- August 24, 2016
- Posted by: Liam Dai
- Category: Uncategorized
Insurance Q & A: Why You Shouldn’t Have More than One Insurance Advisor
Q: “Hello, I have a question that’s been on my mind for since a fire partially destroyed my home last August:
While I had insured my home with homeowners insurance policy, I knew that some of my furnishing would be expensive to replace and beyond the limits of the policy. My wife advised me to purchase umbrella insurance through another insurer company (they were cheaper), which I figured was a smart decision. When it came time for a reimbursement, we still had to pay money. What gives? While we’re back on our feet, isn’t this what umbrella insurance was for?
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A: David, that’s unfortunate to hear. Being involved in the insurance industry, your particular situation is not uncommon at all. While we chalk it up to companies fleecing hardworking Americans, the underlying issue to your problem is diversifying your insurance. While many financial advisors recommend that the secret to riding the fluctuations of inflation, depreciation, and the flux of the stock market is to diversify, for insurance, this is a costly mistake for insurers.
Let’s look at a few reasons why it is disadvantageous to have more than one insurance advisor.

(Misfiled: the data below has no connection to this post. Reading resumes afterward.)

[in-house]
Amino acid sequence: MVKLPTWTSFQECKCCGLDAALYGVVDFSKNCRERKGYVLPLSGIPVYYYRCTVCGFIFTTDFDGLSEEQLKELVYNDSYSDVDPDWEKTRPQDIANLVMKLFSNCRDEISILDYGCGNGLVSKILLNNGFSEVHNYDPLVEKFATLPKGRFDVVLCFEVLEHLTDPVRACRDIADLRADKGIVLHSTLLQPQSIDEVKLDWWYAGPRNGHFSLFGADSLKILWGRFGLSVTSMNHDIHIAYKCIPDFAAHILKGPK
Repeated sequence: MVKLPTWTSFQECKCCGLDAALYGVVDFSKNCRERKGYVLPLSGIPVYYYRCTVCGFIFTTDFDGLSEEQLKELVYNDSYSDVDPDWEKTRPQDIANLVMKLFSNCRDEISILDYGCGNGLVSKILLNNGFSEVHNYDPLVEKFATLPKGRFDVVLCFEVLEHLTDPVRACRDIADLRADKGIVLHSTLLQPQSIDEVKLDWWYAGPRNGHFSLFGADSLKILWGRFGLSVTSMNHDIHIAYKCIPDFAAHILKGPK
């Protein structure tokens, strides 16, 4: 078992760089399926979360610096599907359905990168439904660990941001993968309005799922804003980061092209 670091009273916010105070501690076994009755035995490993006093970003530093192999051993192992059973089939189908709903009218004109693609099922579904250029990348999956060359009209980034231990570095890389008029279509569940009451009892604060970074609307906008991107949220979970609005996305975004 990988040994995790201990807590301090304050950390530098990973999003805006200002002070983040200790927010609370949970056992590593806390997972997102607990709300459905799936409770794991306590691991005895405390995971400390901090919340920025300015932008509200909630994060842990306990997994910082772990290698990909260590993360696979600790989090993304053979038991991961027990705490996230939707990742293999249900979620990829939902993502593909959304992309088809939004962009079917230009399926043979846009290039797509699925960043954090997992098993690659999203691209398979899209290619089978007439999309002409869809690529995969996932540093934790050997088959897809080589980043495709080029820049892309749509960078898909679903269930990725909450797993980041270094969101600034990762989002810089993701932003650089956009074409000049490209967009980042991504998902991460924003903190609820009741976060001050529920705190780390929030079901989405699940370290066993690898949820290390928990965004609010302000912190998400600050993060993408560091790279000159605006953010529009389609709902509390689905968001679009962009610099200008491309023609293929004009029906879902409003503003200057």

Coverage Gaps: If there’s a minimum period you must be paying premiums before you can be insured, you have what is known as a coverage gap. After that period elapses, you’ll be covered, but not until fulfilling those requirements. Problems begin to occur when you have an auto insurance policy with one company, another agent for umbrella insurance, and another for homeowners insurance. Are you aware of the renewal periods? Umbrella insurance usually will have a minimum limit you MUST have before coverage kicks in. If an accident or loss occurs within the period, you will a) not be covered, and b) still be paying premiums.
Having multiple brokers, agents, and advisors is not only a strategy for a headache, but you also run the risk of buying double insurance. You may be rendering some of your coverage redundant. For example, having liability insurance and property insurance at a 2nd location is extended from primary home owners insurance. You only need to buy insurance for the building itself on 2nd location instead of buying a BRAND NEW Policy that provides the same coverage that is already purchased elsewhere. Why make things more complicated when your insurance responsibility can be consolidated (and often times at a cheaper rate).
The disadvantage of having too many insurers is that not all of the policies are streamlined. Let’s clarify:
Suppose you had 100/300/100 coverage for auto insurance through an agent. Another agent wrote the umbrella insurance policy. However,the umbrella requires car insurance to have a minimum of 300/300/300 coverage. While this might not seem apparent to novice eyes, this is a clear no-no., If the insured was sued for an auto accident with 100/300/100 and an umbrella that kicks in when $300,000 was reached, the auto insurance covers the first $100,000. After that, you pay out of pocket for the remaining 200k , and then the umbrella will pick it up.
Yikes! Looks like the umbrella showed up too late to keep everyone from getting rained on, no?
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